Suffering from agenesis of the corpus callosum, a condition similar to autism, Kim Peek was also blessed with astonishing mental facilities that inspired the film Rain Man.
Real Rain Man altered mental health field
Suffering from agenesis of the corpus callosum, a condition similar to autism, Kim Peek was also blessed with astonishing mental facilities that inspired the film Rain Man and, in turn, millions of people with disabilities throughout the world. His parents, both Mormons, were advised to place their nine-month old son in an institution but chose to bring him up with his brother and sister. At sixteen months he was reading children's books; yet he was four before he could walk. When he was six, a neurologist advised a lobotomy but his parents refused and by seven he could recite the Bible. At 14 he qualified for his final school certificate but the local authorities refused to recognise it.
In 1981 his parents divorced and his father, Fran, assumed sole care of his son. In 1984 they attended a conference in Texas for the ill-named Association of Retarded Citizens where Kim recalled the zip code, area code and road numbers of every US state. The scriptwriter Barry Morrow was in attendance and became inspired to write Rain Man. Dustin Hoffman was cast in the role of Kim as Raymond Babbit and won an Oscar for his portrayal (Morrow also won one for his script and gave it to Kim, who treasured it and took it everywhere). Hoffman copied Kim's monotone, his rocking movements and his ability to read cards, but much of the plot is fiction, especially the sene in a casino, which Kim had never entered, believing it to be unethical.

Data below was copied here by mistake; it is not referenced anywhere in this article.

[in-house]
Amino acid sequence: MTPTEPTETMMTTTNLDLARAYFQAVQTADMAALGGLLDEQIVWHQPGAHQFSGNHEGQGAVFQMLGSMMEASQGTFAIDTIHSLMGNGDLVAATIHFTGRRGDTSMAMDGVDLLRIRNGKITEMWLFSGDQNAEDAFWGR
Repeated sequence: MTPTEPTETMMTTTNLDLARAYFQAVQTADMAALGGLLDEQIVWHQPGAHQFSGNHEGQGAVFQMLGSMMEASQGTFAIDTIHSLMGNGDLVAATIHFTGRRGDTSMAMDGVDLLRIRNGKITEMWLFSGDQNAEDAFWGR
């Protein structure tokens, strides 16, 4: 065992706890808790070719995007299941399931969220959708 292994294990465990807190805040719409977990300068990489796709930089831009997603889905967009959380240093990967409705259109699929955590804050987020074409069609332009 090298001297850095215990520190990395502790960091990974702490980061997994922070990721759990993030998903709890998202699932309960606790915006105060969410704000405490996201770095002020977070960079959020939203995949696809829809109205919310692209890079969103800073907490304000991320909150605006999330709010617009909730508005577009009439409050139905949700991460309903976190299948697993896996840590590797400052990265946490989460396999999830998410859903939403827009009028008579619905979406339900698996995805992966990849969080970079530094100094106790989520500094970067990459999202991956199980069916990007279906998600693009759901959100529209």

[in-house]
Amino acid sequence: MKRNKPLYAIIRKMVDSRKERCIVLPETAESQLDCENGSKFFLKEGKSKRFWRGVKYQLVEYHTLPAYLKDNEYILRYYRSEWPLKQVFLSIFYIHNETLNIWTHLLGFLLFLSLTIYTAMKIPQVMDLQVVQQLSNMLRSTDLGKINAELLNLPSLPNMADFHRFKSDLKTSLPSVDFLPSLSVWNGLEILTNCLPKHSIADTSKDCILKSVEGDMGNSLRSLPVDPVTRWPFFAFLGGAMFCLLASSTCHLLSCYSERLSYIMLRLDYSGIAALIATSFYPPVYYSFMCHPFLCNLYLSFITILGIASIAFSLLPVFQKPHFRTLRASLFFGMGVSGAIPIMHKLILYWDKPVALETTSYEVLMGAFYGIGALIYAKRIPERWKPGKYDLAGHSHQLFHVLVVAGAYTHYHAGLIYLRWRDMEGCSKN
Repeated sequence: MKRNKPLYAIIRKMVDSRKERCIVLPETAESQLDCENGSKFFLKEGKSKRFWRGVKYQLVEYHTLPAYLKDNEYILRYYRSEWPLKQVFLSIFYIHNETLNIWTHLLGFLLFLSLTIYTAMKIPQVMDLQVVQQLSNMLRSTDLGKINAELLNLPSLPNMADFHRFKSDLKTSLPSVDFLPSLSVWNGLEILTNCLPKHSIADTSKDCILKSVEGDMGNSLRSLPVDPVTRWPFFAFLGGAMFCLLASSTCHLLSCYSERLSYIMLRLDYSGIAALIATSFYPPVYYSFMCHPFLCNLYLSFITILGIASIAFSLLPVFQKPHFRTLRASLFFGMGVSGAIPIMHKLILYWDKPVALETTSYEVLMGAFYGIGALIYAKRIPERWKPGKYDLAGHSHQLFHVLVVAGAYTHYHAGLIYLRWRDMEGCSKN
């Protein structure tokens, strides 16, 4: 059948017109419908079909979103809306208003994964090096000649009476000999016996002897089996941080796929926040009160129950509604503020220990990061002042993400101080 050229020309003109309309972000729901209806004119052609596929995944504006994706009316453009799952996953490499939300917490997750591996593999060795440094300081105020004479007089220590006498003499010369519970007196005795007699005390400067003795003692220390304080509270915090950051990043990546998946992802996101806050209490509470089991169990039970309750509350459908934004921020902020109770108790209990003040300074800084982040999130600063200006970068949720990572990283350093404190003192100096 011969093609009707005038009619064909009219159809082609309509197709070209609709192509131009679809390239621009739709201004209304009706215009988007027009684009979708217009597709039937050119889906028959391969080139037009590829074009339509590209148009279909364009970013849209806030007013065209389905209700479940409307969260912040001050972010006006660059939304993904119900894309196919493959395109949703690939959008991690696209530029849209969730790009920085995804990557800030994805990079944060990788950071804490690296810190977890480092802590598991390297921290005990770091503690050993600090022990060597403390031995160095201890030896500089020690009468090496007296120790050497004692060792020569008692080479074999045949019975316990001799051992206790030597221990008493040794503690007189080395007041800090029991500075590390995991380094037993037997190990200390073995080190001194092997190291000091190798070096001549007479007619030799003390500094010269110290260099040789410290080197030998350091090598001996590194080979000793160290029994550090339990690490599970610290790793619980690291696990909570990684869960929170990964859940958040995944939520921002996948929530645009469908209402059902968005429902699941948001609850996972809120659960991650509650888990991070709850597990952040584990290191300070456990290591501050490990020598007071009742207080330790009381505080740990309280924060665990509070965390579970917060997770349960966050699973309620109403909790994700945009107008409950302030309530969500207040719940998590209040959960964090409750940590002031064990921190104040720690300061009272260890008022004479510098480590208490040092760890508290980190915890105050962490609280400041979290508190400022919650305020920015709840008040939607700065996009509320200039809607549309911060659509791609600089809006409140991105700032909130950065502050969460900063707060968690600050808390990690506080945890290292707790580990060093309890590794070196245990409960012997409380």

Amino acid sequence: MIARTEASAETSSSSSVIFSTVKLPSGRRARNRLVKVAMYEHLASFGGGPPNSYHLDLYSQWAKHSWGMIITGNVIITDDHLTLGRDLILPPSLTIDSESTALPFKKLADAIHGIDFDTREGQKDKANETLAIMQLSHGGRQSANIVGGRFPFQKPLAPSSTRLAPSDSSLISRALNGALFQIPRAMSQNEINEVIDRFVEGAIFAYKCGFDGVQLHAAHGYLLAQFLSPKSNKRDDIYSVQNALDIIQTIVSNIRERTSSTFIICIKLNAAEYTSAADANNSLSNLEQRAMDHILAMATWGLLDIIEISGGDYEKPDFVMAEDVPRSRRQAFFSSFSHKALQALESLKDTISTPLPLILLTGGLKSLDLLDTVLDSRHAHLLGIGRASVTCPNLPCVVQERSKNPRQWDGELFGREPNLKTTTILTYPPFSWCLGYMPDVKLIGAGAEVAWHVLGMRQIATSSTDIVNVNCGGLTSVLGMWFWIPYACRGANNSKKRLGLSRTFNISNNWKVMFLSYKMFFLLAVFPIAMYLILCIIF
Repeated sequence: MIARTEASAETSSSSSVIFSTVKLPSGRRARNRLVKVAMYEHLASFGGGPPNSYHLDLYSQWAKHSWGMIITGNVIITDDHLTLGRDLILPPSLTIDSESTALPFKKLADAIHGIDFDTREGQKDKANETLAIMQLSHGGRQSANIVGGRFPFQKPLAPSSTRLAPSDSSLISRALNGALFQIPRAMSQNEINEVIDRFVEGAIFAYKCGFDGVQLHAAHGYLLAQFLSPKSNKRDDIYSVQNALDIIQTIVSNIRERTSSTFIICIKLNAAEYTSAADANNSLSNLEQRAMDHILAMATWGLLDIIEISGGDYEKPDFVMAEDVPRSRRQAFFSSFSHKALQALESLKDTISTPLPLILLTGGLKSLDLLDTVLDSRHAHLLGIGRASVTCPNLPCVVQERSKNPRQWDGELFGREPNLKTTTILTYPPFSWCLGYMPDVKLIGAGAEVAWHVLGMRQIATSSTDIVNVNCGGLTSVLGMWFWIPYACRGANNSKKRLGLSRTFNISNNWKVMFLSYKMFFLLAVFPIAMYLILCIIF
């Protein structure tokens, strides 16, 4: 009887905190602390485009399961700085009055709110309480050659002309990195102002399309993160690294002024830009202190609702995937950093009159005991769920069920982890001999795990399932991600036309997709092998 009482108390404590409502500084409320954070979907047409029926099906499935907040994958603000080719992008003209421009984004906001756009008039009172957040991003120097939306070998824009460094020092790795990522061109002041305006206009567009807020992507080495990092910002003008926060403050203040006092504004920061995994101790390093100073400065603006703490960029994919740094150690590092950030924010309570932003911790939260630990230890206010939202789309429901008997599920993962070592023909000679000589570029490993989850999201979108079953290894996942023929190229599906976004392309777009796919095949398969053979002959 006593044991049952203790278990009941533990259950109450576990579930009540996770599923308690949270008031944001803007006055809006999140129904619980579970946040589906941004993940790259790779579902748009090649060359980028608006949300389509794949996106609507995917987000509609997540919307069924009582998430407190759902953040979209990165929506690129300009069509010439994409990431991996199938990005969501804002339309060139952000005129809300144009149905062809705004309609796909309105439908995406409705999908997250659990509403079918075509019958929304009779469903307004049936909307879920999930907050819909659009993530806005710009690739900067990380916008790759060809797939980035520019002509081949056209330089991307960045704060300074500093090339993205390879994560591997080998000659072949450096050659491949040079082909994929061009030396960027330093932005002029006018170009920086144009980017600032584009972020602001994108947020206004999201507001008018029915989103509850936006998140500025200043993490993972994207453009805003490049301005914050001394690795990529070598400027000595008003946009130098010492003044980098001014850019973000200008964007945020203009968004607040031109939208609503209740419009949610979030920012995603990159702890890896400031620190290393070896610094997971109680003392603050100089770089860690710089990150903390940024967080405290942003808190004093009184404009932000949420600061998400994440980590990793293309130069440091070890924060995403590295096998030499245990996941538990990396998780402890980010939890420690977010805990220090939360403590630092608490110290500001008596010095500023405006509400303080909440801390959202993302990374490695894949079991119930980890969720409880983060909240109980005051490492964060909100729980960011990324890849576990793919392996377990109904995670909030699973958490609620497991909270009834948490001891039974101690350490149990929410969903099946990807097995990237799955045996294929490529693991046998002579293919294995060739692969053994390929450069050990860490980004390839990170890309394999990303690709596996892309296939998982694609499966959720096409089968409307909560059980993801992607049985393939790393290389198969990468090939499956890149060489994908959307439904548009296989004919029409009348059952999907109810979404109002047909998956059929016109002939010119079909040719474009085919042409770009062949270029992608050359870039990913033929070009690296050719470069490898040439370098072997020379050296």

While he never learnt to comb his own hair or to dress himself, he is estimated to have read - and memorised - 12,000 books in his lifetime. He had a photographic memory and was able to read two pages simultaneously, with one eye each. Studies showed him to be a genius in fifteen subjects. Many institutions subsequently reassessed their treatment of the mentally impaired. Having spent a day with Kim preparing for the role, Hoffman encouraged his father to "share him with the world". Father and son subsequently criss-crossed the United States and addressed as many as two million people. Fran Peek refused to accept appearance fees. At every event he would hand out a card that read, "Learning to recognise and to respect differences in others and treating them like you want them to treat you will bring the joy we all hope for."
Kim Peek was born on November 11, 1951, and died on December 19. * The National